CDFR 2000 Ch 5
CDFR 2000 Ch 5 CDFR 2000
Popular in Child Development I: Prenatal through Middle Childhood
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This 10 page Class Notes was uploaded by AmberNicole on Wednesday October 5, 2016. The Class Notes belongs to CDFR 2000 at East Carolina University taught by Dr. Archana Hegde in Fall 2016. Since its upload, it has received 3 views. For similar materials see Child Development I: Prenatal through Middle Childhood in Child Development and Family Relations at East Carolina University.
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Date Created: 10/05/16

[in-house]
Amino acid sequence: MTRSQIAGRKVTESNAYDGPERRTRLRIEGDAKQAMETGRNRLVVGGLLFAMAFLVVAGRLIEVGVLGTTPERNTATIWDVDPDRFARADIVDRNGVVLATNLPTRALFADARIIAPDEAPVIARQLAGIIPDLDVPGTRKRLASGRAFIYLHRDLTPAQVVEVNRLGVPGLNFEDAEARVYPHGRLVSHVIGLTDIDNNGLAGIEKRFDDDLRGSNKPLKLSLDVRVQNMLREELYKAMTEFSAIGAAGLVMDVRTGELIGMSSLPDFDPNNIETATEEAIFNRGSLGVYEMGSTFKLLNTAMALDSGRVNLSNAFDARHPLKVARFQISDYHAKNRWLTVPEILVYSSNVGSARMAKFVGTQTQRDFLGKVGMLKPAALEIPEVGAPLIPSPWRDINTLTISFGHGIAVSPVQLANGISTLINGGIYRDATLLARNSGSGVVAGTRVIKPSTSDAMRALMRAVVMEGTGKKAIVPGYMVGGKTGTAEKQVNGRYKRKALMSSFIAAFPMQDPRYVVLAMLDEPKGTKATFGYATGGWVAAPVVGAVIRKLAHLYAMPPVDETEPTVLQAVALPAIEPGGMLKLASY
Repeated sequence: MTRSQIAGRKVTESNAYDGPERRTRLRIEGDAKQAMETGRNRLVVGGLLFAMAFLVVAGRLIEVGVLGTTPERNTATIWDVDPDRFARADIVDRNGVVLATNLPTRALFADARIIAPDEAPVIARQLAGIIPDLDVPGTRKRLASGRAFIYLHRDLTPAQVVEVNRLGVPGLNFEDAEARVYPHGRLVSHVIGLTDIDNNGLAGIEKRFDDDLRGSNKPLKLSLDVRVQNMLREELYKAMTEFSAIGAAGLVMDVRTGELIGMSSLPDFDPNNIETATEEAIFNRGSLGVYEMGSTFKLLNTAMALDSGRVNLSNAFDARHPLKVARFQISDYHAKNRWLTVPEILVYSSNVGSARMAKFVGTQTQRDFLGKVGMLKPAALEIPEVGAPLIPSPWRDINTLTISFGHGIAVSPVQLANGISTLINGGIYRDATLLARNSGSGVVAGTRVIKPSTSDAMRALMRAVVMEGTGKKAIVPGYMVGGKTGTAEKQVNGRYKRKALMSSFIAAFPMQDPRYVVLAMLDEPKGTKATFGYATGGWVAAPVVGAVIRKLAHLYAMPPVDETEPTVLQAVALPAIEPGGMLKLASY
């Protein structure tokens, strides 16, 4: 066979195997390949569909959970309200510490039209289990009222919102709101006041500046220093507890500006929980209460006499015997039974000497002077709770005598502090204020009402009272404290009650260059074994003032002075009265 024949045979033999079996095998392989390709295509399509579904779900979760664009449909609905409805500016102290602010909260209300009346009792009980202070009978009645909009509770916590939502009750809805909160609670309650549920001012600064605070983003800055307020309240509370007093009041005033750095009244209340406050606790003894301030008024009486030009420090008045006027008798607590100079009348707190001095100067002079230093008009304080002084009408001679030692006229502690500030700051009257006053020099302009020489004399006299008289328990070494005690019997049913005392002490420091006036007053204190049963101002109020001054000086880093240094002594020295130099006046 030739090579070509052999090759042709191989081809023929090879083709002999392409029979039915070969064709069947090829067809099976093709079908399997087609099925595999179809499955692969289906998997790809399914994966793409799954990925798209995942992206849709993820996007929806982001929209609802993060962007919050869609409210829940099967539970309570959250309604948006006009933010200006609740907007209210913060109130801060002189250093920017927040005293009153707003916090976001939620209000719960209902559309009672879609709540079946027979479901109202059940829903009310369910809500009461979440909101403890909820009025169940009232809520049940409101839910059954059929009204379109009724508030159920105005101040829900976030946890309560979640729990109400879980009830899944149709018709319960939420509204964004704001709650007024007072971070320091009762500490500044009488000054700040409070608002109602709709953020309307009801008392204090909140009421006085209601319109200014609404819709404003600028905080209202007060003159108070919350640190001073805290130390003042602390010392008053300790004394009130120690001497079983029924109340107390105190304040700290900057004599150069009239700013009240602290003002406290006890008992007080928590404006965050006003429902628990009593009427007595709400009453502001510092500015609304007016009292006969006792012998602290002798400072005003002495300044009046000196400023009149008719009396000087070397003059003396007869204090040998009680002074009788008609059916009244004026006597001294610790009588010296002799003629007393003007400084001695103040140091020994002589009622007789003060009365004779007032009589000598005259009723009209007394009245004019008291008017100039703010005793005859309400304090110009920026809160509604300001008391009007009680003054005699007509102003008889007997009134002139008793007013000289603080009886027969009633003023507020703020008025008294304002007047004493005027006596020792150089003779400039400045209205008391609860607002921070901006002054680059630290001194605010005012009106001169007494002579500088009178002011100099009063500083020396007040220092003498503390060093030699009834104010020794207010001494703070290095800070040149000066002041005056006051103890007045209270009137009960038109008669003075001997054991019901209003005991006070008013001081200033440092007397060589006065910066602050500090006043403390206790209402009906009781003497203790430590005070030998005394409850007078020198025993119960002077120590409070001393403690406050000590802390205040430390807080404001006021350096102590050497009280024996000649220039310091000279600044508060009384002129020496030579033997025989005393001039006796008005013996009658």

Changes in body proportions Cephalocaudal trend o Latin for "head to tail" o During the prenatal period, the head develops more rapidly than the lower part of the body Proximodistal trend o Growth proceeds, literally, from "near to far" - from the center of the body outward Individual and group differences Growth norms o Height and weight averages for children her age Children of the same age differ in rate of physical growth Best estimate of a child's physical maturity is skeletal age, a measure of bone development Brain Development Two vantage points of brain growth o The microscopic level of individual brain cells o The larger level of the cerebral cortex, the most complex brain structure and the one responsible for highly developed intelligence of our species Development of neurons Neurons o Nerve cells o Store and transmit information o Between them are tiny gaps, or synapses, where fibers from different neurons come close together but do not touch o Neurons send messages to one another by releasing chemicals called neurotransmitters, which cross the synapse o As neurons form connections, stimulation becomes vital to their survival o Neurons that are seldom stimulated soon lose their synapses, in a process called synaptic pruning that returns neurons not needed at the moment to an uncommitted state so they can support future development o Glial cells, which are responsible for myelination, the coating of neural fibers with an insulating fatty sheath (called myelin) that improves the efficiency of message transfer Measuring of brain functioning Electroencephalogram (EEG) o Electrodes embedded in a head cap record electrical brain wave activity in the brain's outer layers- the cerebral cortex o Researchers use an advanced tool called a geodesic sensor net (GSN) to hold interconnected electrodes (up to 128 for infants and 256 for children and adults) in place through a cap that adjusts to each person's head shape, yielding improved brain wave detection Event related potentials (ERPs) o Using the EEG, the frequency and amplitude of brain waves in response to particular stimuli (such as a picture, music, or speech) are recorded in the cerebral cortex o Enables identification of general regions of stimulus induced activity Functional magnetic resonance imaging (fMRI) o While the person lies inside a tunnel shaped apparatus that creates a magnetic field, a scanner magnetically detects increased blood flow and oxygen metabolism in areas of the brain as the individual processes particular stimuli o The scanner typically records images every 1 to 4 seconds; these are combined into a computerized moving picture of activity anywhere in the brain (not just its outer layers) o Not appropriate for children younger than age 5 to 6, who cannot remain still during testing Positron emission tomography (PET) o After injection or inhalation of a radioactive substance, the person lies on an apparatus with a scanner that emits fine streams of X-rays, which detect increased blood flow and oxygen metabolism in areas of the brain as the person processes particular stimuli o As with fMRI, the result is a computerized image of activity anywhere in the brain o Not appropriate for children younger than age 5 to 6 Near infrared spectroscopy (NIRS) o Using thin, flexible optical fibers attached to the scalp through a head cap, infrared (invisible) light is beamed at the brain; its absorption by areas of the cerebral cortex varies with changes in blood flow and oxygen metabolism as the individual processes particular stimuli o The result is a computerized moving picture of active areas in the cerebral cortex o Unlike fMRI and PET, NIRS is appropriate for infants and young children, who can move within limited range during testing Development of the cerebral cortex The cerebral cortex surrounds the rest of the brain, resembling half of a shelled walnut It is the largest brain structure- accounting for 85% of the brain's weight and containing the greatest number of neurons and synapses Regions of the cortex The cortical regions with the most extended period of development are the frontal lobes The prefrontal cortex, lying in front of areas controlling body movement, is responsible for thought- in particular, consciousness, inhibition of impulses, integration of information, and use of memory, reasoning, planning, and problem solving strategies Lateralization and plasticity of the cerebral cortex The cerebral cortex has two hemispheres, or sides, that differ in their functions and the specialization of two hemispheres is called lateralization Brain plasticity o A highly plastic cerebral cortex, in which many areas are not yet committed to specific functions, has a high capacity for learning o And if a part of the cortex is damaged, other parts can take over the tasks it would have handled o The eyes are an exception Messages from the right half of each retina go to the hemisphere; messages from the left half of each retina go to the left hemisphere. Thus, visual information from both eyes is received by both hemispheres Human evidence: victims of deprived early environments Compared with agemates adopted shortly after birth, these children showed extreme stress reactivity, as indicated by high concentrations of the stress hormone cortisol in their saliva – a physiological response linked to persistent illness, delayed physical growth, and learning and behavior problems, including deficits in attention and control of anger and other impulses After sitting on their mother's lap and playing an enjoyable game, preschoolers adopted, on average, at age one and a half years form Romanian orphanages had abnormally low urine levels of oxytocin – a hormone released by the brain that evokes calmness and contentment in the presence of familiar, trusted people Appropriate stimulation Experience – expectant brain growth, refers to the young brain's rapidly developing organization, which depends on ordinary experiences – opportunities to explore the environment, interact with people, and hear language and other sounds Experience-dependent brain growth occurs throughout our lives o It consists of additional growth and the refinement of established brain structures as a result of specific learning experiences that vary widely across individuals and cultures Changing states of arousal Not until the middle of the first year is the secretion of melatonin, a hormone within the brain that promotes drowsiness, much greater at night than during the day Heredity, nutrition, relative freedom from disease, and emotional well-being all affect early physical growth Heredity o As long as negative environmental influences such as poor nutrition or illness are not severe, children and adolescents typically show catch up growth – a return to a genetically determined growth path – once conditions improve o Genetic makeup also affects body weight: the weights of adopted children correlate more strongly with those of their biological than of their adoptive parents Nutrition o Nutrition is especially crucial for development in the first two years because the baby's brain and body are growing so rapidly o Pound for pound, an infant's energy needs are at least twice those of an adult o 25% caloric intake goes to growth Reasons to breastfeed Provides the correct balance of fat and protein o Compared with the milk of other mammals, human milk is higher in fat and lower in protein o This balance, as well as the unique proteins and fats contained in human milk, is ideal for a rapidly myelinating nervous system Ensures nutritional completeness o A mother who breastfeeds need not add other foods to her infant's diet until the baby is 6 months old o The milks of all mammals are low in iron, but the iron contained in the breast milk is much more easily absorbed by the baby's system o Consequently, bottle fed infants need iron fortified formula Helps ensure healthy physical growth o One year old breastfed babies are leaner (have a higher percentage of muscle to fat), a growth pattern that persists through the preschool years and that is associated with a reduction in later overweight and obesity Protects against many diseases o Breastfeeding transfers antibodies and other infection fighting agents from mother to baby and enhances functioning of the immune system o Compared with bottle fed infants, breastfed babies have far fewer allergic reactions and respiratory and intestinal illness symptoms o Breastfeeding in the first four months (especially when exclusive) is linked to lower blood cholesterol levels in adulthood and, thereby, may help prevent cardiovascular disease Protects against faulty jaw development and tooth decay o Sucking the mother's nipple instead of an artificial nipple helps avoid malocclusion, a condition in which the upper and lower jaws do not meet properly o It also protects against tooth deccay due to sweet liquid remaining in the mouths of infants who fall asleep while sucking on a bottle Ensures digestibility o Because breastfed babies have a different kind of bacteria growing in their intestines than do bottle fed infants, they rarely suffer from constipation or other gastrointestinal problems Smooths the transition to solid foods o Breastfed infants accept new solid foods more easily than do bottle fed infants, perhaps because of their greater experience with a variety of flavors, which pass from the paternal diet into the mother's milk Malnutrition Marasmus o Wasted condition of the body caused by a diet low in all essential nutrients o It usually appears in the first year of life when a baby's mother is too malnourished to produce enough breast milk and bottle feeding is also inadequate Kwashiorkor o Caused by an unbalanced diet very low in protein o The disease usually strikes after weaning, between 1 and 3 years of age Emotional well being Growth faltering is a term applied to infants whose weight, height, and head circumference are substantially below age related growth norms and who are withdrawn and apathetic In as many as half such as, a disturbed parent-infant relationship contributes to this failure to grow normally Learning capacities Learning refers to changes in behavior as the result of experience Classical conditioning Classical conditioning possible in young infants o In this form of learning, a neutral stimulus is paired with a stimulus that leads to a reflex response o Once the baby's nervous system makes the connection between the two stimuli, the neutral stimulus produces the behavior by itself Before learning takes place, an unconditioned stimulus (UCS) must consistently produce a reflex, or unconditioned, response (UCR) To produce learning, a neutral stimulus that does not lead to the reflex is presented just before, or at about the same time as, the UCS. Carolyn stroked Caitlin's forehead as each nursing period began. The stroking (neutral stimulus) was paired with the taste of milk (UCS) If learning has occurred, the neutral stimulus alone produces a response similar to the reflexive response. The neutral stimulus is then called a conditioned stimulus (CS), and the response it elicits is called a conditioned response (CR) If the CS is presented alone enough times, without being paired with the UCS, the CR will no longer occur, an outcome called extinction Operant conditioning In operant conditioning, infants act, or operate, on the environment, and stimuli that follow their behavior change the probability that the behavior will occur again o A stimulus that increases the occurrence of a response is called a reinforcer o Removing a desirable stimulus or presenting an unpleasant one to decrease the occurrence of a response is called punishment Habituation Habituation refers to a gradual reduction in the strength of a response due to repetitive stimulation A new stimulus – a change in the environment – causes responsiveness to return to a high level, an increase called recovery Recovery to a new stimulus, or novelty preference, assesses infants' recent memory Like adults, infants shift from a novelty preference to a familiarity preference as more time intervenes between habituation and test phases in research By focusing on that shift, researchers can also use habituation to assess remote memory, or memory for stimuli to which infants were exposed weeks or months earlier Imitation Imitation is copying the behavior of another person Scientists have identified specialized cells in motor areas of the cerebral cortex in primates – called mirror neurons – that may underlie early imitative capacities Mirror neurons fire identically when a primate hears or sees an action and when it carries out that action on its own The sequence of motor development Gross motor development refers to control over actions that help infants get around in the environment, such as crawling, standing, and walking Fine motor development has to do with smaller movements, such as reaching and grasping Presents the age range during which most babies accomplish each skill, indicating large individual differences in rate of motor progress A baby who is a late reacher will not necessarily be a late crawler or walker Dynamic systems perspective helps us understand how motor development takes place Motor skills as dynamic systems Dynamic systems theory of motor development is the mastery of motor skills that involves acquiring increasingly complex systems of action When motor skills work as a system, separate abilities blend together, each cooperating with others to produce more effective ways of exploring and controlling the environment Each new skill is a joint product of the following factors o Central nervous system development o The body's movement capacities o The goals the child has in mind o Environmental supports for the skill Rather than being hardwired into the nervous system, motor behaviors are softly assembled form multiple components, allowing for different paths to the same motor skill Fine motor development: reaching and grasping Newborns also make poorly coordinated swipes, called prereaching Development of reaching and grasping Proprioception is our sense of movement and location in space, arising from stimuli in the body Ulnar grasp is a clumsy motion in which the young infant's fingers close against the palm Infants use the thumb and index finger in a well coordinated pincer grasp Perceptual development Sensation suggests a fairly passive process in which the baby's receptors detect when exposed to stimulation Perception is active in the fact that we organize and interpret what we see Speech perception Brain imaging evidence reveals that in young infants, discrimination of speech sounds activates both auditory and motor areas in the cerebral cortex Tuning in to familiar speech, faces, and music: a sensitive period for culture specific learning Perceptual narrowing effect is perceptual sensitivity that becomes increasingly attuned with age to information most often encountered Analyzing the speech stream They have an impressive statistical learning capacity by analyzing the speech stream for patterns – repeatedly occurring sequences of sounds – they acquire a stock of speech structures for which they will later learn meanings, long before they start to talk around age 12 months Vision Visual acuity is fineness of discrimination and increases steadily throughout the first year, reaching 20/80 by 6 months and in adult level of about 20/20 by 4 years Depth perception Depth perception is the ability to judge the distance of objects from one another and from ourselves Motion is the first depth cue to which infants are sensitive Babies 3 to 4 weeks old blink their eyes defensively when an object moves toward their face as though it is going to hit Binocular depth cues arise because our two eyes have slightly different views of the visual field the brain blends these two images, resulting in perception of depth Beginning at 3 to 4 months and strengthening between 5 and 7 months, babies display sensitivity to pictorial depth cues – the ones artists often use to make a painting look three dimensional Pattern perception A general principle, called contrast sensitivity, explains early pattern preferences Contrast refers to the difference in the amount of light between adjacent regions in a pattern If babies are sensitive to (can detect) the contrast in two or more patterns, they prefer the one with more contrast Combining Pattern Elements Like adults, 3-4 month year olds engage in boundary extension: When re- exposed to a photograph of a natural scene, they remember it as extending beyond its original boundaries Face perception Infants tendency to search for structure in a patterned stimulus applies to face perception Newborns prefer to look at photos and simplified drawings of faces with features arranged naturally (upright) rather than unnaturally (upside down or sideways) Size and shape constancy Size constancy is the perception of an object's size as the same, despite changes in the size of its retinal image Perception of an object's shape as stable, despite changes in the shape projected on the retina, is called shape constancy Intermodal perception Our world provides rich, continuous intermodal stimulation – simultaneous input form more than one modality, or sensory system In intermodal perception, we make sense of these running streams of light, sound, tactile, odor, and taste information, perceiving them as integrated wholes Amodal sensory properties are information that is not specific to a single modality but that overlaps two or more sensory systems Because communication is often intermodal (simultaneously verbal, visual, and tactile), infants receive much support from other senses in acquiring language Understanding perceptual development Differentiation theory – infants actively search for invariant features of the environment – those that remain stable – in a constantly changing perceptual world Affordances are the action possibilities that a situation offers an organism with certain motor capabilities